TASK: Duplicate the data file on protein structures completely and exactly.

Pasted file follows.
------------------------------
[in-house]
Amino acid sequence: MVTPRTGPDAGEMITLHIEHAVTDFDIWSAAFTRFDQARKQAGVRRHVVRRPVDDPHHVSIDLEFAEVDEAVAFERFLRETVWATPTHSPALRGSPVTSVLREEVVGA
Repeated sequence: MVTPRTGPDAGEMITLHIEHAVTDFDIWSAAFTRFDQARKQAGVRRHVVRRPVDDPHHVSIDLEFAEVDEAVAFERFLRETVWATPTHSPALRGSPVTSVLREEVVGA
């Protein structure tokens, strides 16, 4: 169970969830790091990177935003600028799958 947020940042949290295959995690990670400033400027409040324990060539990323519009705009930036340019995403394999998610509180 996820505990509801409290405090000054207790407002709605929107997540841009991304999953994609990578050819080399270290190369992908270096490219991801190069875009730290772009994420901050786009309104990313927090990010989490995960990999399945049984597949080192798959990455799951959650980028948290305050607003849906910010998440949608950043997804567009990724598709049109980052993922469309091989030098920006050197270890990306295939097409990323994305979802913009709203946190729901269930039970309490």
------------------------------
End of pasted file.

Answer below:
[in-house]
Amino acid sequence: MVTPRTGPDAGEMITLHIEHAVTDFDIWSAAFTRFDQARKQAGVRRHVVRRPVDDPHHVSIDLEFAEVDEAVAFERFLRETVWATPTHSPALRGSPVTSVLREEVVGA
Repeated sequence: MVTPRTGPDAGEMITLHIEHAVTDFDIWSAAFTRFDQARKQAGVRRHVVRRPVDDPHHVSIDLEFAEVDEAVAFERFLRETVWATPTHSPALRGSPVTSVLREEVVGA
């Protein structure tokens, strides 16, 4: 169970969830790091990177935003600028799958 947020940042949290295959995690990670400033400027409040324990060539990323519009705009930036340019995403394999998610509180 996820505990509801409290405090000054207790407002709605929107997540841009991304999953994609990578050819080399270290190369992908270096490219991801190069875009730290772009994420901050786009309104990313927090990010989490995960990999399945049984597949080192798959990455799951959650980028948290305050607003849906910010998440949608950043997804567009990724598709049109980052993922469309091989030098920006050197270890990306295939097409990323994305979802913009709203946190729901269930039970309490």